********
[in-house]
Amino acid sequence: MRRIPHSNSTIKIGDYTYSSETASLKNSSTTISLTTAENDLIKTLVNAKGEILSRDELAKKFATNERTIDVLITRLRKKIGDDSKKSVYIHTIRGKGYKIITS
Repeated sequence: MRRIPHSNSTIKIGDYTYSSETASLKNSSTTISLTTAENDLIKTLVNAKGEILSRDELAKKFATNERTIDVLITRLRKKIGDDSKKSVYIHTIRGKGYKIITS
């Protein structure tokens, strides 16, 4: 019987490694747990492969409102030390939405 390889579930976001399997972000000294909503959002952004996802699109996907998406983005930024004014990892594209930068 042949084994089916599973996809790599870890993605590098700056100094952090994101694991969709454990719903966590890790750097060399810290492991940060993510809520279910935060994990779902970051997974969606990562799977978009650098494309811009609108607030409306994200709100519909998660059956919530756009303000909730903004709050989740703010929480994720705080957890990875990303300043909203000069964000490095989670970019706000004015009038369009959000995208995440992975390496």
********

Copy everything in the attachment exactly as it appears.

[in-house]
Amino acid sequence: MRRIPHSNSTIKIGDYTYSSETASLKNSSTTISLTTAENDLIKTLVNAKGEILSRDELAKKFATNERTIDVLITRLRKKIGDDSKKSVYIHTIRGKGYKIITS
Repeated sequence: MRRIPHSNSTIKIGDYTYSSETASLKNSSTTISLTTAENDLIKTLVNAKGEILSRDELAKKFATNERTIDVLITRLRKKIGDDSKKSVYIHTIRGKGYKIITS
């Protein structure tokens, strides 16, 4: 019987490694747990492969409102030390939405 390889579930976001399997972000000294909503959002952004996802699109996907998406983005930024004014990892594209930068 042949084994089916599973996809790599870890993605590098700056100094952090994101694991969709454990719903966590890790750097060399810290492991940060993510809520279910935060994990779902970051997974969606990562799977978009650098494309811009609108607030409306994200709100519909998660059956919530756009303000909730903004709050989740703010929480994720705080957890990875990303300043909203000069964000490095989670970019706000004015009038369009959000995208995440992975390496």